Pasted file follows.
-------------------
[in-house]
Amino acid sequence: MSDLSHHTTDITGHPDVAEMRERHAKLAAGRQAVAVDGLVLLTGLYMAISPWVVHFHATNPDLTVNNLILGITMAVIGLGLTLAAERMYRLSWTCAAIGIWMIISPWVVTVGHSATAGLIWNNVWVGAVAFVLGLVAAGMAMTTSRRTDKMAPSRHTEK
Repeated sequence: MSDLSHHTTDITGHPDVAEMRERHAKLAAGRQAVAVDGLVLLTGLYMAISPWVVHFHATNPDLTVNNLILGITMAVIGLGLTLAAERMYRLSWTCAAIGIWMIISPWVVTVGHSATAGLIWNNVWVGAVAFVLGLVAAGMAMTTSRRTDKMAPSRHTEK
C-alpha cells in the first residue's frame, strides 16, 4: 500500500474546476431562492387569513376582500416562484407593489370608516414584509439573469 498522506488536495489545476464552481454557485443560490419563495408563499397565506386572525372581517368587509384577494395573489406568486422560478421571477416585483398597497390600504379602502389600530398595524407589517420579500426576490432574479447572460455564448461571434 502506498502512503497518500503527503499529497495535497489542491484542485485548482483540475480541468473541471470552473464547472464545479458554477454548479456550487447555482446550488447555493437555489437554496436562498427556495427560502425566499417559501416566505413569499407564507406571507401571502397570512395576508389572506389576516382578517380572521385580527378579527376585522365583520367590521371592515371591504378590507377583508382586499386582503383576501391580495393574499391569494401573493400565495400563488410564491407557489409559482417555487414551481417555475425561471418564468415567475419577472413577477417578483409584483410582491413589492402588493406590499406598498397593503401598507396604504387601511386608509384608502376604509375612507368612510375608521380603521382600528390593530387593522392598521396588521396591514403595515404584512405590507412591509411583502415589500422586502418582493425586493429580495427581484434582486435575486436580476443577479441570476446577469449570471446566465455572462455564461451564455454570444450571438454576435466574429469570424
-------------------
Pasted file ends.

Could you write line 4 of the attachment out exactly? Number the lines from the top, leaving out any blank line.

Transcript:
C-alpha cells in the first residue's frame, strides 16, 4: 500500500474546476431562492387569513376582500416562484407593489370608516414584509439573469 498522506488536495489545476464552481454557485443560490419563495408563499397565506386572525372581517368587509384577494395573489406568486422560478421571477416585483398597497390600504379602502389600530398595524407589517420579500426576490432574479447572460455564448461571434 502506498502512503497518500503527503499529497495535497489542491484542485485548482483540475480541468473541471470552473464547472464545479458554477454548479456550487447555482446550488447555493437555489437554496436562498427556495427560502425566499417559501416566505413569499407564507406571507401571502397570512395576508389572506389576516382578517380572521385580527378579527376585522365583520367590521371592515371591504378590507377583508382586499386582503383576501391580495393574499391569494401573493400565495400563488410564491407557489409559482417555487414551481417555475425561471418564468415567475419577472413577477417578483409584483410582491413589492402588493406590499406598498397593503401598507396604504387601511386608509384608502376604509375612507368612510375608521380603521382600528390593530387593522392598521396588521396591514403595515404584512405590507412591509411583502415589500422586502418582493425586493429580495427581484434582486435575486436580476443577479441570476446577469449570471446566465455572462455564461451564455454570444450571438454576435466574429469570424